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September 1967

New Long Intestinal Tube for Rapid Nonoperative Intubation: A Preliminary Report

Author Affiliations

From the Department of Surgery, University of Minnesota, Minneapolis.

Arch Surg. 1967;95(3):443-450. doi:10.1001/archsurg.1967.01330150119016

THE progressive deleterious effects of bowel distension have made intestinal decompression the mainstay of treatment of small bowel obstruction, regardless of its cause. Operative decompression of intestinal distension in the treatment of paralytic ileus or in patients who are too ill for surgery has been accompanied by a forbidding mortality. In these instances, continuous siphonage of the lower reaches of the intestine by a long tube has been desirable. The most serious obstacles encountered in the use of these tubes has been negotiation of the duodenum and, if this is accomplished, the slow progression of the tube into the distal intestine.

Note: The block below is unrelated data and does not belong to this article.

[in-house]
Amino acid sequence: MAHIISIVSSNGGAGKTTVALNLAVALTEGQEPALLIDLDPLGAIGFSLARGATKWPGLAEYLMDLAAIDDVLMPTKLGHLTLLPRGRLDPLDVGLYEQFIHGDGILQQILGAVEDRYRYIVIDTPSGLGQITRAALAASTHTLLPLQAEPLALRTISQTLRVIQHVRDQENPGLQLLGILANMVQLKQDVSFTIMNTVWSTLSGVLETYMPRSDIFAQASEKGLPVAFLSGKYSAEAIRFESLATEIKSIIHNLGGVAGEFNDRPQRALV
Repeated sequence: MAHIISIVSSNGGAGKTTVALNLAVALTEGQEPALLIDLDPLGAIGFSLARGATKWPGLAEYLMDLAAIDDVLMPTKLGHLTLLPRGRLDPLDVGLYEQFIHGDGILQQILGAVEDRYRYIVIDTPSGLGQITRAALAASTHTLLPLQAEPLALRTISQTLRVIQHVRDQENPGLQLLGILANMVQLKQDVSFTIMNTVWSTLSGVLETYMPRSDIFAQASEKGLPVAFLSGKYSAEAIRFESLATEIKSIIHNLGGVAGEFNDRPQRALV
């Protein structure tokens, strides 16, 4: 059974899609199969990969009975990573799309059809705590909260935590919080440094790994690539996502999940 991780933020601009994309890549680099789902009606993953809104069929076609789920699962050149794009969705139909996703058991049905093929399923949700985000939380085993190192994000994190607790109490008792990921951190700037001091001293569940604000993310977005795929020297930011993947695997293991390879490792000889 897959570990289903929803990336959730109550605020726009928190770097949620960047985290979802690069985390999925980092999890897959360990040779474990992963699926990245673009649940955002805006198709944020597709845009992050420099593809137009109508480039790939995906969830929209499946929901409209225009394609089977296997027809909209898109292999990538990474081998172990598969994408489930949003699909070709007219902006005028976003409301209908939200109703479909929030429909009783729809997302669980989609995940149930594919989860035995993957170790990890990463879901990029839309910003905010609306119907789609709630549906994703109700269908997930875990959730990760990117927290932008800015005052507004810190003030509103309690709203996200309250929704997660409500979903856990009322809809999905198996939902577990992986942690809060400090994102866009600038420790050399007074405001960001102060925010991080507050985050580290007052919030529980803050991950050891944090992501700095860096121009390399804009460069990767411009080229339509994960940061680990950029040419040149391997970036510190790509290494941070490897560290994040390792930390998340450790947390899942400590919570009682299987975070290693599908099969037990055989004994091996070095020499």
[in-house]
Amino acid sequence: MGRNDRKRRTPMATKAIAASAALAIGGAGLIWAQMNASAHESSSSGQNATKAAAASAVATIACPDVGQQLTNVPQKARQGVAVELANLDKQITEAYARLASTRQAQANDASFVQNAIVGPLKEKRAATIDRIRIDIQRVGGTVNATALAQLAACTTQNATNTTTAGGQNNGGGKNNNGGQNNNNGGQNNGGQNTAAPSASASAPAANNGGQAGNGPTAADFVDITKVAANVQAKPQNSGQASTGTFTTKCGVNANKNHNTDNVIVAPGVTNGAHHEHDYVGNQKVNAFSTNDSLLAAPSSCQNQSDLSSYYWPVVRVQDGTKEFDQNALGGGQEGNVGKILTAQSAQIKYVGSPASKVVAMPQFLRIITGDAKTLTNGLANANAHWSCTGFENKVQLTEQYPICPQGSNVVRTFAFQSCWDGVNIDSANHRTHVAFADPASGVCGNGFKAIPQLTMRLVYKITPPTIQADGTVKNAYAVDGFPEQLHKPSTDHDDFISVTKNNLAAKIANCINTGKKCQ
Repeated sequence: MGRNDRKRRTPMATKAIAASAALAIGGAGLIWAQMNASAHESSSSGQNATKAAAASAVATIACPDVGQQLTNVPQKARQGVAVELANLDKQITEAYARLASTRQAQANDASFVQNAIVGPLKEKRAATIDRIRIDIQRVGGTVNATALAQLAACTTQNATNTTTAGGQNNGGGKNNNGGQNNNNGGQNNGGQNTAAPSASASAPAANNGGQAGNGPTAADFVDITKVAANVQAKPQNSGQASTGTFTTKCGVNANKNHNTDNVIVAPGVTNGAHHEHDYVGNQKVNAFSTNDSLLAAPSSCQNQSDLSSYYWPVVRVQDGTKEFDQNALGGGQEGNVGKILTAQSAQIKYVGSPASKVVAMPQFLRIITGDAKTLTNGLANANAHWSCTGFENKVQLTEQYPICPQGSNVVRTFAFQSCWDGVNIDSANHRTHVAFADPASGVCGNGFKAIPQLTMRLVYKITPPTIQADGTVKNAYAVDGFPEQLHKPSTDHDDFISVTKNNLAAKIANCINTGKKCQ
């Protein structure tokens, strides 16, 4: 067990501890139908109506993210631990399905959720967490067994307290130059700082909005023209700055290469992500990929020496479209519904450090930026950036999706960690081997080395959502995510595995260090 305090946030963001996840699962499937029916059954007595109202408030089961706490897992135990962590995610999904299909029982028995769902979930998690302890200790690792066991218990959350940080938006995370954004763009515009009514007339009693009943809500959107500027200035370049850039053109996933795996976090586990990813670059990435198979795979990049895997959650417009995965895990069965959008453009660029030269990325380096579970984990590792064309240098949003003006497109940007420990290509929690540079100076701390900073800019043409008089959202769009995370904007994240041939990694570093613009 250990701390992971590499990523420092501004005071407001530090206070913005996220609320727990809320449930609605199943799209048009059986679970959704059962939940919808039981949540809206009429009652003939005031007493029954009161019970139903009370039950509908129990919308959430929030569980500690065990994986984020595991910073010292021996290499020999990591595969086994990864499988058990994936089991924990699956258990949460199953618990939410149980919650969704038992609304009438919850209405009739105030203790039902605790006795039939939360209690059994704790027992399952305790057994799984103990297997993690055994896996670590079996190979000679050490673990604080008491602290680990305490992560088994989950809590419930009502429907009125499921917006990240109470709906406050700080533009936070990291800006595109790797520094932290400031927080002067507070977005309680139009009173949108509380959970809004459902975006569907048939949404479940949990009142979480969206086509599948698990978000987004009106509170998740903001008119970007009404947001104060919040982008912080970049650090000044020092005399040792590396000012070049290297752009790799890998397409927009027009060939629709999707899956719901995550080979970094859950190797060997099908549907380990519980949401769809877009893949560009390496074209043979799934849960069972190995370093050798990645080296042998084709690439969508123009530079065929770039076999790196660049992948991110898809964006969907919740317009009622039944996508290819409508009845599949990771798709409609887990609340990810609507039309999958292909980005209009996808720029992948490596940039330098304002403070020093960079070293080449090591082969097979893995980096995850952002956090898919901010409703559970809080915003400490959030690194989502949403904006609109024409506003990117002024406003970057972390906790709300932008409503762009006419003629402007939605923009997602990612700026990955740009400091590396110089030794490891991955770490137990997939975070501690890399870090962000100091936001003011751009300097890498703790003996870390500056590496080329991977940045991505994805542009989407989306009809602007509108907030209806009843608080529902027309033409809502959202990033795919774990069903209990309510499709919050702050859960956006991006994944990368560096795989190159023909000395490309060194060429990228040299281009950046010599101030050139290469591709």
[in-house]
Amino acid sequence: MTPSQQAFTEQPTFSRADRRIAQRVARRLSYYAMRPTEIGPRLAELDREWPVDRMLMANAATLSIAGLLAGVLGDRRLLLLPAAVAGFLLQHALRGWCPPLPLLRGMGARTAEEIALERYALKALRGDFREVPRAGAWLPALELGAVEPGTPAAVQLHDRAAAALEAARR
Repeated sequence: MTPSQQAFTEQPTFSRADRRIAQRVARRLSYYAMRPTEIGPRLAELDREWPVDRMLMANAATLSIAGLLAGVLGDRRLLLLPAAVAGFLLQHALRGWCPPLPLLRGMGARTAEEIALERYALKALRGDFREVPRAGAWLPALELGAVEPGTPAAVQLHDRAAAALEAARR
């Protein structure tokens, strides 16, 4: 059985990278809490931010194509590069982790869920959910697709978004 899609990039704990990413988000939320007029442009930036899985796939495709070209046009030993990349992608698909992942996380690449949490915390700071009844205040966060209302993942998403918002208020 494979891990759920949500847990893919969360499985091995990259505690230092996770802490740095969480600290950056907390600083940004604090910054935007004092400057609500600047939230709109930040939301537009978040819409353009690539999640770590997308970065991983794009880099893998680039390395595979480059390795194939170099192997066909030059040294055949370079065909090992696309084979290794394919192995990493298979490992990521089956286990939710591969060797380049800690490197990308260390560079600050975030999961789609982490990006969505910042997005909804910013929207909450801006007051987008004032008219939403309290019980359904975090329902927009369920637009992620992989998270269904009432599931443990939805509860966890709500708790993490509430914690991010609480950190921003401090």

Although aseptic operative decompression of the intestine by a long coiled sping tube with a flexible stylet has been accomplished in more than 150 surgical patients without recourse to enterotomy or enterostomy, efforts to secure successful passage of this tube in the nonoperative patient have not been rewarded with

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